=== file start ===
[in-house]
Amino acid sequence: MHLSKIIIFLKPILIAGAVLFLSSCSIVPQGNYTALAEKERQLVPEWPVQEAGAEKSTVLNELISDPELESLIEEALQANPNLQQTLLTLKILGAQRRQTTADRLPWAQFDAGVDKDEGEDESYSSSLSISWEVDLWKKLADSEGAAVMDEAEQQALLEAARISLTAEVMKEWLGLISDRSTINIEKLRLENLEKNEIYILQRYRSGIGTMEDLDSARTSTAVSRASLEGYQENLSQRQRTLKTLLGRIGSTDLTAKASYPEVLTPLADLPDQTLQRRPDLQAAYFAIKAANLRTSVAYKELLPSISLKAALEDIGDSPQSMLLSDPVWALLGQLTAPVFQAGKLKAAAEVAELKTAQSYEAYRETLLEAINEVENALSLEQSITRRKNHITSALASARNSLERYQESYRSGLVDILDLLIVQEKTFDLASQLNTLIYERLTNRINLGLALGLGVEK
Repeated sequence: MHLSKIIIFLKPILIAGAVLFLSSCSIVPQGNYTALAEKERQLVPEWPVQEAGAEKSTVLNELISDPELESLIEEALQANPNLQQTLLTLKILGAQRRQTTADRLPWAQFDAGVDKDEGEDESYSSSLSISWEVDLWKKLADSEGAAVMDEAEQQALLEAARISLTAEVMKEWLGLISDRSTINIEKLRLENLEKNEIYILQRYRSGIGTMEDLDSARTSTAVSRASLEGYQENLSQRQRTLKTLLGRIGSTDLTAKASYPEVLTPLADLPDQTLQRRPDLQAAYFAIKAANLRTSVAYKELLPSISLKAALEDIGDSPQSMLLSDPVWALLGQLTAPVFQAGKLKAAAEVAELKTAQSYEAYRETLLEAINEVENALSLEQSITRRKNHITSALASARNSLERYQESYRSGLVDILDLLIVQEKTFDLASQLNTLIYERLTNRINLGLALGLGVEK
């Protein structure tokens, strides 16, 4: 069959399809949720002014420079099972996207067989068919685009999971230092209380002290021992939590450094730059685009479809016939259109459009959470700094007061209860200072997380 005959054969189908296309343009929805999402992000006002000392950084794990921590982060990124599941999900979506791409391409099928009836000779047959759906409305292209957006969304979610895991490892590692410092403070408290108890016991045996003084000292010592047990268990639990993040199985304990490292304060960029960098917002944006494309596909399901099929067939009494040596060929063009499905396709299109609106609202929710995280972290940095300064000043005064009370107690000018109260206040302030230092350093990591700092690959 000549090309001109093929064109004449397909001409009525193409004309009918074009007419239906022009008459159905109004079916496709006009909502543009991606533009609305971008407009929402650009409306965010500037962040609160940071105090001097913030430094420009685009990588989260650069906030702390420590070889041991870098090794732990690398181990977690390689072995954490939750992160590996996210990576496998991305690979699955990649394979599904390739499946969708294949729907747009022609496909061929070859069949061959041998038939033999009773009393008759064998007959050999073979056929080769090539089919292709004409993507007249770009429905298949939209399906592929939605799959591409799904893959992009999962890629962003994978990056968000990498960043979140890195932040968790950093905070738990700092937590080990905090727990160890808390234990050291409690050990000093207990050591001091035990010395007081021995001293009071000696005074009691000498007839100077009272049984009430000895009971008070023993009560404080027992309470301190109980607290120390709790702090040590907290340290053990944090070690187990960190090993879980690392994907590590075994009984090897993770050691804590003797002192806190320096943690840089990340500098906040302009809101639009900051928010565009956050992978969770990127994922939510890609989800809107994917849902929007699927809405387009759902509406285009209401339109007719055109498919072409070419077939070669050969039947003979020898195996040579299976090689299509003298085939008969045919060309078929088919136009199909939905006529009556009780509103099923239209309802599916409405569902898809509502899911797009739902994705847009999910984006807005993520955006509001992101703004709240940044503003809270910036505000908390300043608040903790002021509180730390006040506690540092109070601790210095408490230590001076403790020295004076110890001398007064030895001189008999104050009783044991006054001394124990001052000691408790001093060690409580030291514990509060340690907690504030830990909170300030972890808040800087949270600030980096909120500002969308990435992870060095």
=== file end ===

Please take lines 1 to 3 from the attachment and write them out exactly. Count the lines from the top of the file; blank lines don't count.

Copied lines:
[in-house]
Amino acid sequence: MHLSKIIIFLKPILIAGAVLFLSSCSIVPQGNYTALAEKERQLVPEWPVQEAGAEKSTVLNELISDPELESLIEEALQANPNLQQTLLTLKILGAQRRQTTADRLPWAQFDAGVDKDEGEDESYSSSLSISWEVDLWKKLADSEGAAVMDEAEQQALLEAARISLTAEVMKEWLGLISDRSTINIEKLRLENLEKNEIYILQRYRSGIGTMEDLDSARTSTAVSRASLEGYQENLSQRQRTLKTLLGRIGSTDLTAKASYPEVLTPLADLPDQTLQRRPDLQAAYFAIKAANLRTSVAYKELLPSISLKAALEDIGDSPQSMLLSDPVWALLGQLTAPVFQAGKLKAAAEVAELKTAQSYEAYRETLLEAINEVENALSLEQSITRRKNHITSALASARNSLERYQESYRSGLVDILDLLIVQEKTFDLASQLNTLIYERLTNRINLGLALGLGVEK
Repeated sequence: MHLSKIIIFLKPILIAGAVLFLSSCSIVPQGNYTALAEKERQLVPEWPVQEAGAEKSTVLNELISDPELESLIEEALQANPNLQQTLLTLKILGAQRRQTTADRLPWAQFDAGVDKDEGEDESYSSSLSISWEVDLWKKLADSEGAAVMDEAEQQALLEAARISLTAEVMKEWLGLISDRSTINIEKLRLENLEKNEIYILQRYRSGIGTMEDLDSARTSTAVSRASLEGYQENLSQRQRTLKTLLGRIGSTDLTAKASYPEVLTPLADLPDQTLQRRPDLQAAYFAIKAANLRTSVAYKELLPSISLKAALEDIGDSPQSMLLSDPVWALLGQLTAPVFQAGKLKAAAEVAELKTAQSYEAYRETLLEAINEVENALSLEQSITRRKNHITSALASARNSLERYQESYRSGLVDILDLLIVQEKTFDLASQLNTLIYERLTNRINLGLALGLGVEK